Hailey: a lot of times in our world it’s about combining and moving between face-to-face and digital. Facilitation skills. Having the presence of mind to call in a mediator. Is that available? Do people do it?
Mnau: For the media center conflict, they tried, but it didn’t work. Maybe the mediator wasn’t up to the task, or maybe the people are too stubborn.
Haily: In the theory of mass collaboration, ‘mass’ starts at 25 people. The amount of people who can’t talk together face to face anymore. I’m thinking about the role of the smaller group to set the conditions for the larger group.
A story. Working with City of Melbourne on their city plan. Ambitious strategic planner wanted to make it as collaborative as possible. Ultimately it was with a wiki where anyone could edit it. There were other examples of this at the time, like the NZ Police Act Wiki at the same time: people showed up and it was terrible so they had to shut it down.
So my colleague and the planner approached the City of Melbourne job with more design. They started by mapping out the existing planning process. All the steps and phases, to a level that the city had never done before! From there they started iterating. Established a wiki. An expert community of professional planners negotiated the skeleton, framework, outline, chapters, topics we’re going to cover. Every iteration was there in the wiki, so when it got to the public, the whole process was transparent.
Ultimately they expanded the circles of stakeholders. There’s a possibility to close back down, say thanks, and move back to the expert community. That has been a pattern of scalable collaboration: you have to nurture the growth from small to large. Accept that some people are experts, but they have to change mindset from having the answer, to framing the question.
Manu: The proposal for the new media center is for it to have 6 separate groups working on the same project. I see effective small groups, and the larger it gets, the noisier it gets. One person, one troll, can fuck up everything. This happened for me on Loomio, one guy who is not even in Paris, all his time is dedicated to write 50,000 word answers to every topic. I thought should we ban people for a few days? We did that with someone else, they were ejected from the media centre and have since then been polluting the Telegram feed for the past 6 weeks. The solution is to do smaller groups. We have to think small. Interacting with a blank sheet of paper with a lot of people is impossible. If you interact with something that is already constructed, it is much easier to say ‘I’m okay with this, and I’m not okay with that.’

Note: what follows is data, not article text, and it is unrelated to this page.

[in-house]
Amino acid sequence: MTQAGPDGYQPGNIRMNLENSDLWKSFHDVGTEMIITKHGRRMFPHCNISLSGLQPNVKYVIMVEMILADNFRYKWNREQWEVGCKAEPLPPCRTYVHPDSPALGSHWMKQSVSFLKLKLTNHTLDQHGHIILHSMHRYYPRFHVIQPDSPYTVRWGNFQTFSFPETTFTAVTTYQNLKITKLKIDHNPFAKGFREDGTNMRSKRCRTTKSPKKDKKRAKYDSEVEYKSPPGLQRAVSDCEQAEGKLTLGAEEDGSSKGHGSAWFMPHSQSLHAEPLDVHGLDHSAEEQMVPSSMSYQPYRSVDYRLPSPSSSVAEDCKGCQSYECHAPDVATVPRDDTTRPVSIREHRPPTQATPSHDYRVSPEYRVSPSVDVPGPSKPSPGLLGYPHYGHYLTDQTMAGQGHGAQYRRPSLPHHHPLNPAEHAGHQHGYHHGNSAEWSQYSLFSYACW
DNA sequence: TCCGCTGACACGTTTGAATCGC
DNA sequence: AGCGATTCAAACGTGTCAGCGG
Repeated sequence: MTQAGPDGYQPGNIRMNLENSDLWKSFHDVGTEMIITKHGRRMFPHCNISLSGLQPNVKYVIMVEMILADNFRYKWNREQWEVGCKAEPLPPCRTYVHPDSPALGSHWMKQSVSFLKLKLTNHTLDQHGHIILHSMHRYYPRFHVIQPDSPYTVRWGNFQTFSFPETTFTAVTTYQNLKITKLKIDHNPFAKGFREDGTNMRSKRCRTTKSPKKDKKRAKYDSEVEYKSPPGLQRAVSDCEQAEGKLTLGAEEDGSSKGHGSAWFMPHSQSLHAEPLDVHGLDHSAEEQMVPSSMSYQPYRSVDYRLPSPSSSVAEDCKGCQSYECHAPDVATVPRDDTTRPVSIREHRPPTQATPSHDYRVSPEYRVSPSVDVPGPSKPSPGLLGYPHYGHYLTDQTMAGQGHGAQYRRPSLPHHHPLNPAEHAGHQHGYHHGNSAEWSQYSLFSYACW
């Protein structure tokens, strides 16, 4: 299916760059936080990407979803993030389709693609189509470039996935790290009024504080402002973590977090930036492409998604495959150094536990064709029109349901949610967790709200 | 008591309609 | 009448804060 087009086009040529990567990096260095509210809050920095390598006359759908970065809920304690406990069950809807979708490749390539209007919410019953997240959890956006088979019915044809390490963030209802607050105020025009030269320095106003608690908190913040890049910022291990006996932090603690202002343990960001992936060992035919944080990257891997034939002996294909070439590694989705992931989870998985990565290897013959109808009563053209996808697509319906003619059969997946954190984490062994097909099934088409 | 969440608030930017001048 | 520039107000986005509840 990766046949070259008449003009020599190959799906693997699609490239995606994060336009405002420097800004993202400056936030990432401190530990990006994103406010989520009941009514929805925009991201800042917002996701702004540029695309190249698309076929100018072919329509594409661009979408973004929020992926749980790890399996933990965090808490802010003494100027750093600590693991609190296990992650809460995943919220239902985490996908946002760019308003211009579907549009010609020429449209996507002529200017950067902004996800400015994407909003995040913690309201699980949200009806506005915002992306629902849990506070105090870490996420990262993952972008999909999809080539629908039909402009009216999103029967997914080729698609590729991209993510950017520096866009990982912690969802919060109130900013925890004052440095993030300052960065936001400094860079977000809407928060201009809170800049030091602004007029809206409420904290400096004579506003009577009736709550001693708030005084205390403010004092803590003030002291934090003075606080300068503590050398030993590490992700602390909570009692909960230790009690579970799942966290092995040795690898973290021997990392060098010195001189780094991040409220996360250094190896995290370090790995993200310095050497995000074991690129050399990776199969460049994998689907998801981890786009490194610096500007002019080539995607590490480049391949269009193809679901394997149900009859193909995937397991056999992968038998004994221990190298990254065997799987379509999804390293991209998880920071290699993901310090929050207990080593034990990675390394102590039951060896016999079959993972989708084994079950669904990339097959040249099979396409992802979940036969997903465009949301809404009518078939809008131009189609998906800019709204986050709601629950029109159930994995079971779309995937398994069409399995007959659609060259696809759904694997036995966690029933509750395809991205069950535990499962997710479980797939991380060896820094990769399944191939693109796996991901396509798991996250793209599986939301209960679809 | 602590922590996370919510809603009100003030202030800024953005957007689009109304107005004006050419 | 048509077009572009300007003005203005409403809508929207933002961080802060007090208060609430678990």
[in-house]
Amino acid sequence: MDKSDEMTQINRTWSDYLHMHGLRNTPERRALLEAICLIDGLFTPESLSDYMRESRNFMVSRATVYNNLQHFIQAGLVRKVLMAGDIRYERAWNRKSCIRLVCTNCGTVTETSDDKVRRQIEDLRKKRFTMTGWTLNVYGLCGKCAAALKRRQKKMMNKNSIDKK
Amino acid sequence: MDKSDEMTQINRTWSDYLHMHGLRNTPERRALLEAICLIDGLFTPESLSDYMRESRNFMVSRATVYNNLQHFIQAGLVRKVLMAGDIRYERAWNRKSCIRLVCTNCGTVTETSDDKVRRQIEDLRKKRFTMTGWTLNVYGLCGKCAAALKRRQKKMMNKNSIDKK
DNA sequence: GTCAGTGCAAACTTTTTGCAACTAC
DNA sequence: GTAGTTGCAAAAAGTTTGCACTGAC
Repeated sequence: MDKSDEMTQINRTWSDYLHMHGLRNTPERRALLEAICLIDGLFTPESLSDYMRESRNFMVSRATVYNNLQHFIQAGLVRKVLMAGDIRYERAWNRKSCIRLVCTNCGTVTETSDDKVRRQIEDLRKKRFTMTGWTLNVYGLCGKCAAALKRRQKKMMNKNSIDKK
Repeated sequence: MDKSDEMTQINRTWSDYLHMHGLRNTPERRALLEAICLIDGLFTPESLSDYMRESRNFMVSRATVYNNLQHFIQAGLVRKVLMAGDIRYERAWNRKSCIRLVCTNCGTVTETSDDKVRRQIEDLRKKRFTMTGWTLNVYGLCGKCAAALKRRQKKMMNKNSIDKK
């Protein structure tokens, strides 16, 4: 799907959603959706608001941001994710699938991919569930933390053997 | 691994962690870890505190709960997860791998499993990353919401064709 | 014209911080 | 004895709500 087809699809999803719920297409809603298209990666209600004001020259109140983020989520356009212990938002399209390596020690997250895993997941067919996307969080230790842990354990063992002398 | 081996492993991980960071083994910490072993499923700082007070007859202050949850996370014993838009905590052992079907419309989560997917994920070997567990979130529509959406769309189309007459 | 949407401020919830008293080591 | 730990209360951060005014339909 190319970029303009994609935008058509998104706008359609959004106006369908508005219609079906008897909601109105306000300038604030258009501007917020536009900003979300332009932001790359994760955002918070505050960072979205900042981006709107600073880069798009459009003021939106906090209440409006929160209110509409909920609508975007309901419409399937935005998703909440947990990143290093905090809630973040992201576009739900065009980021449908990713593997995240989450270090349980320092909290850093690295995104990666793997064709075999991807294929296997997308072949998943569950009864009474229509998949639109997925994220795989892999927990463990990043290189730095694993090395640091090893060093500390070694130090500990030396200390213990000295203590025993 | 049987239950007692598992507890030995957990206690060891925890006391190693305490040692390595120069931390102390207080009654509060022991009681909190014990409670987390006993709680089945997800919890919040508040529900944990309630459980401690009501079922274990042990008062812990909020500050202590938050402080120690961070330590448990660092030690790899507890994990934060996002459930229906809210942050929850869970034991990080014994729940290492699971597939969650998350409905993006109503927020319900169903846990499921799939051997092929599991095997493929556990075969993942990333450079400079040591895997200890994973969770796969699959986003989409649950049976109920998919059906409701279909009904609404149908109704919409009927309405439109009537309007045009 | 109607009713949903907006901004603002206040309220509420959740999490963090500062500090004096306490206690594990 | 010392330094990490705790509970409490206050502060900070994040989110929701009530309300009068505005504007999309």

Hailey: Design your collaborative process for each situation, as opposed to thinking there’s one way of working that will be set forever. Running 6 groups on the media center I call ‘parallel processing’. It is really effective in workshops, but I wouldn’t stay in that state forever. There’s a step where you come back together and ask what you’ve learned, and what’s a good next step.
Holacracy, when it is done right, reorganises the group every month. In bureaucracies, reorganising is traumatic, people lose jobs, they’re scared.Holacracy makes reorganising normal and safe, and I look forward to the transition because I’m going to get more safe, or I get to explore a new side of me.
The deeper point is the literacy of designing our way of working. That only comes from time, but maybe it is a conversation that needs to be started, that people become concerned with becoming capable collaborators.
Manu: It’s very hard. Especially when you have to decide horizontally what way we’re going to decide.
Rich: I try to avoid, as much as possible, having a big decision. Instead to say, the 5 of us have found a system that is working really well, this is how we do it. If it works for you, it works for you. Instead of saying, “stop everyone, we have to decide on what the best decision-making method is.”
Manu: We’re French! We like mentalising a lot. Think, think, think, debate, debate, debate without getting to an outcome. We’re happy there.
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Food, library, radio station
Rich: I can predict, from my 5 minutes here, that you have some elements of this community that are very stable. A library, medical centre, food. Specific things. Stable here and in all the other occupations. Why are they stable? Because they are simple, straightforward, requiring a small group of people to be committed to a specific action.
Manu: It’s easy to know what you have to do. You have to make food. You reproduce what you do at work. You don’t have to co-decide on a book-filing system.
Whereas if your commission is to rewrite the constitution or redesign democracy, it’s a mess. They don’t know where they’re going. Most people leave the commission because they spend so much time debating which is the process of deciding which process to use. That debate lasted a month, it wrecked the group. The ones who stayed were the pragmatic ones who saidwe’ll try something and if it works it works, and if it doesn’t we’ll learn. That’s a good thing to do!
The Numerique Commission is very iterative, naturally from our experience with software engineering. We know that you can’t just imagine the final product. You think of the first functionality, do it, and then all the rest of your ideas are out of date so you rethink the design based on what you’ve seen work.